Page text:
police methods, chief Hector
Valdes Jr. revealed today.
Valdes himself will leave for
New York and Washington on
sept. 25, to m a k e final ar
(Spokesmen for the'Paname
flista Party 'and second Vice
P r e 1 1 dent Heraclio Barletta
coincided Hoday on the idea
that all nartles should official
ly register their membership
once again, as soon as the new
Electoral Code is approveq.
N a y, onai' Pafriotle' Coalition,
said i the registration wou la
prove; once and tor all which
are the strongest political forces
With Canal Co.
Thirtyitwo positions are current-
iy avaiMDie wun xne ianai orga organization
nization organization according to the transfer transfer-vacancy
vacancy transfer-vacancy bulletin issued this week
by the Personnel Bureau.
, Four of the positions are for
steam, locomotive, crane engineers
to be employed for the duration of
toe Pacific, locks overhaul.
Vacancies, were announced in the
following types of employment:
clerical clerk-typist, clerk steno stenographer,
grapher, stenographer, electrical engineer, elec electrician,
trician, electrician, floating crane engineer,
engineer, engineering aid, entomo entomologist,
logist, entomologist, locks security patrolman,
lock operator, locomotive machi machinist,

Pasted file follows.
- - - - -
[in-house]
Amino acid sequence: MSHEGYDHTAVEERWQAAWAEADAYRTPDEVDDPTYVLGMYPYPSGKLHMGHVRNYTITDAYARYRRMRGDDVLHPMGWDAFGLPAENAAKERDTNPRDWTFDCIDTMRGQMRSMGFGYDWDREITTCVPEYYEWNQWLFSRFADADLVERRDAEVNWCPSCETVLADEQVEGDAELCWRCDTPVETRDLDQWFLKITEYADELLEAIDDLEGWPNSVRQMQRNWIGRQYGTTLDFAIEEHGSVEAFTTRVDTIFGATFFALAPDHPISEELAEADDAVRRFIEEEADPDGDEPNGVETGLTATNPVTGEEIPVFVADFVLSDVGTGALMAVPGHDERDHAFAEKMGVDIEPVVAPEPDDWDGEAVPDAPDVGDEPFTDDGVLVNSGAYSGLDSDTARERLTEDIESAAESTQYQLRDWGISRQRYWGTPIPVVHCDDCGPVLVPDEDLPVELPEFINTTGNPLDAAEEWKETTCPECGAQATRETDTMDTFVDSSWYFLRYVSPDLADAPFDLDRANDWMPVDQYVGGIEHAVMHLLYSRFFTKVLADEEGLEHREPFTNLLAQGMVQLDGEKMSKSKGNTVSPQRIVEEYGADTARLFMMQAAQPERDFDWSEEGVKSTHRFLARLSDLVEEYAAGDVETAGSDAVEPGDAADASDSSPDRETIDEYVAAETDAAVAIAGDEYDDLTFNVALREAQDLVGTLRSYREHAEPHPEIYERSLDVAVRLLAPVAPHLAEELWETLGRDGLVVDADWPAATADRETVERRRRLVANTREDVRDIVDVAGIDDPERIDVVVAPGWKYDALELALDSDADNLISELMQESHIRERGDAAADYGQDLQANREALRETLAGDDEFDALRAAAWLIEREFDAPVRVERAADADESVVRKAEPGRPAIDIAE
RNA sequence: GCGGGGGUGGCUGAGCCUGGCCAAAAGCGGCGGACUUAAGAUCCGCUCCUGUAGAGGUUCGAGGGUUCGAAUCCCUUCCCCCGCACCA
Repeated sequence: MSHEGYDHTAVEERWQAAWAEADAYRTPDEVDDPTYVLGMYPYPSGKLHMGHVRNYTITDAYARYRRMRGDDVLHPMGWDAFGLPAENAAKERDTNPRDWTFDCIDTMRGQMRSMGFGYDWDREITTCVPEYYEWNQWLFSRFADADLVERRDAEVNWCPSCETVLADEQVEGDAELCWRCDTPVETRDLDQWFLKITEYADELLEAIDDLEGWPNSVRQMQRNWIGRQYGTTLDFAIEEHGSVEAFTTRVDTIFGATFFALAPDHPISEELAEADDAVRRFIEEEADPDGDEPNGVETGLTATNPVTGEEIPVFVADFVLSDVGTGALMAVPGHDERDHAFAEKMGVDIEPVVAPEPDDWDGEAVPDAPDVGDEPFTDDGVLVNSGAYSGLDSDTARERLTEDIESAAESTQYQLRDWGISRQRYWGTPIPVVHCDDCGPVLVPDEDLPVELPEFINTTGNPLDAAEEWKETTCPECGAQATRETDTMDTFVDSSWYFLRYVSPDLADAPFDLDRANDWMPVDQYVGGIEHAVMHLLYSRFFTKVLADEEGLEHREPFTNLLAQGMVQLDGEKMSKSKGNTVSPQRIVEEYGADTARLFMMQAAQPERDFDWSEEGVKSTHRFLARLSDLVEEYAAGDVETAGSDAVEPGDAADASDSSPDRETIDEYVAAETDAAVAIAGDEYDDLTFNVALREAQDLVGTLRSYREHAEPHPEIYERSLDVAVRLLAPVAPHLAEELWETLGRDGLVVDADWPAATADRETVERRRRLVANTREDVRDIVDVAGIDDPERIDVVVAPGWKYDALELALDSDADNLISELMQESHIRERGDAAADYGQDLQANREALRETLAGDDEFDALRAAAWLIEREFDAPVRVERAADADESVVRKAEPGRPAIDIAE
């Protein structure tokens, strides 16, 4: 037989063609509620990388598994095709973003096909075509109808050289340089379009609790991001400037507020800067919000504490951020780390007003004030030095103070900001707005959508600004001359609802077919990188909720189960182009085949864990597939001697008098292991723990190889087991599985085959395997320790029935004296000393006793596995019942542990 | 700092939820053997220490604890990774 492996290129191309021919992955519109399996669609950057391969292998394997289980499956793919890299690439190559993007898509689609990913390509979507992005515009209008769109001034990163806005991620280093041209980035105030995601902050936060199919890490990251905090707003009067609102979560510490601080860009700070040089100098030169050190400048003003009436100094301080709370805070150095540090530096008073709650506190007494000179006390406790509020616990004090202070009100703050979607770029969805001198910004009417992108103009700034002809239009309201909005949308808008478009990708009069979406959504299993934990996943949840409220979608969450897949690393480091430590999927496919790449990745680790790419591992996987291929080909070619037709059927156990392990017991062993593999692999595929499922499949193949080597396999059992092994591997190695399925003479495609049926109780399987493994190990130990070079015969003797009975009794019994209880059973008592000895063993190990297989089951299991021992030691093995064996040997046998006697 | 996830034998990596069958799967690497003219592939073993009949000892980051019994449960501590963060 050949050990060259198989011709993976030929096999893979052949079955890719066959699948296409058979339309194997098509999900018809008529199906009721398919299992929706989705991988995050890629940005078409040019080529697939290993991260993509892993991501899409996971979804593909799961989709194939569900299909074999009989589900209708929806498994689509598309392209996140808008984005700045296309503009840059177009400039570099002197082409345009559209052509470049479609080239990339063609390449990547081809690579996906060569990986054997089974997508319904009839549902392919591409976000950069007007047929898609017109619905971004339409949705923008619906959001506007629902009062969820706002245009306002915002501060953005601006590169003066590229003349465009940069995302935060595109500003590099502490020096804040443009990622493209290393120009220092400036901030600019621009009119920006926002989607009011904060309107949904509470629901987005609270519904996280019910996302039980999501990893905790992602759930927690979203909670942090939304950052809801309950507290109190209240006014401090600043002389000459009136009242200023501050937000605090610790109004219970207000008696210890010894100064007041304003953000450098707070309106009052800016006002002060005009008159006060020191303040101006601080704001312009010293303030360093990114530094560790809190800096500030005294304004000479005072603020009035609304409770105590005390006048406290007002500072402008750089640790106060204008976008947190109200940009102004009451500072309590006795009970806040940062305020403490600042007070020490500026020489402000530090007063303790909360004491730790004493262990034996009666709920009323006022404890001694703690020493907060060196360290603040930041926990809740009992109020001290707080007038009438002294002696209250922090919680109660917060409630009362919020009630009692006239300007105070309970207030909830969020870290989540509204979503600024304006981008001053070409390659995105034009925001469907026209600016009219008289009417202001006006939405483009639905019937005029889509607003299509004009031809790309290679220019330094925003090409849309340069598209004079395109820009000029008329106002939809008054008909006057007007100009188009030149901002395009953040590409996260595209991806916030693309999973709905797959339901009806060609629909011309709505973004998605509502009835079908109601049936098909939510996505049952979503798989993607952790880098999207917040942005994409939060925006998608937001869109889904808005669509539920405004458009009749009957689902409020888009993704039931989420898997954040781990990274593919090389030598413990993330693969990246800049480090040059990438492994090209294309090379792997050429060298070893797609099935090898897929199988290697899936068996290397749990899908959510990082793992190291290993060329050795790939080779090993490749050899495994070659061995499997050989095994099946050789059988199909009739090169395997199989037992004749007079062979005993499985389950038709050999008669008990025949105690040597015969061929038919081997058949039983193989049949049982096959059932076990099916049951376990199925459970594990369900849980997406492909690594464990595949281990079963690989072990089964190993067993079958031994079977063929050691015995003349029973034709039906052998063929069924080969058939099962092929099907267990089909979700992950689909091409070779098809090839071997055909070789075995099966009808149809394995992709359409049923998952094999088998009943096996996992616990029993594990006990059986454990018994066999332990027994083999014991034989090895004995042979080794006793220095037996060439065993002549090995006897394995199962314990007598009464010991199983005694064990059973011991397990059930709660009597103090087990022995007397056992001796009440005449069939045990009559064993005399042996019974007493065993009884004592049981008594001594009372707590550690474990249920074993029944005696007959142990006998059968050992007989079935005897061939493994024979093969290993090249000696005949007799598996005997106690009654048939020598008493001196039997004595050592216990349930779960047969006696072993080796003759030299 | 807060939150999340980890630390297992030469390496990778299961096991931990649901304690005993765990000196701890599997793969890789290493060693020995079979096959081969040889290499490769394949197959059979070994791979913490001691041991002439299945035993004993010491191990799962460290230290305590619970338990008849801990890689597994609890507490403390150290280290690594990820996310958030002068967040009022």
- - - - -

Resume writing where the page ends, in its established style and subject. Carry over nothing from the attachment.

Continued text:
nist, machinist, marine machinist, marine in inspection
spection inspection assistant, medical techni technician,
cian, technician, meteorologist, weather ob observer
server observer office helper,, pipefitter,
adding machine repairman, rota rotary
ry rotary drill foreman, analytical statis statistician,
tician, statistician, supervisory cargo, clerk,
telephone operator, and wireman.
Wilson Orders Armed Forces To Slash I
Further 100,000 Men By Next June 30
WASHINGTON,' Sept. 19 (UP)
Defense Secretary Charles E.
Wilson ordered the Armed
Forces today to reduce tneir
armed strength to 2,600,000
men- by next summer.
That would be a reduction of
100,000 men, the second cut ot
that size ordered in two
Wilson said the reduction
eatioar for firms all over the world.
. Because ef their euccess In
other countries, several I a r f e t
cerperatien operating in' Latin
America Breed them to expend
their ceortes to include these
Muth-eUheerder republics sl-
e. - : .- '.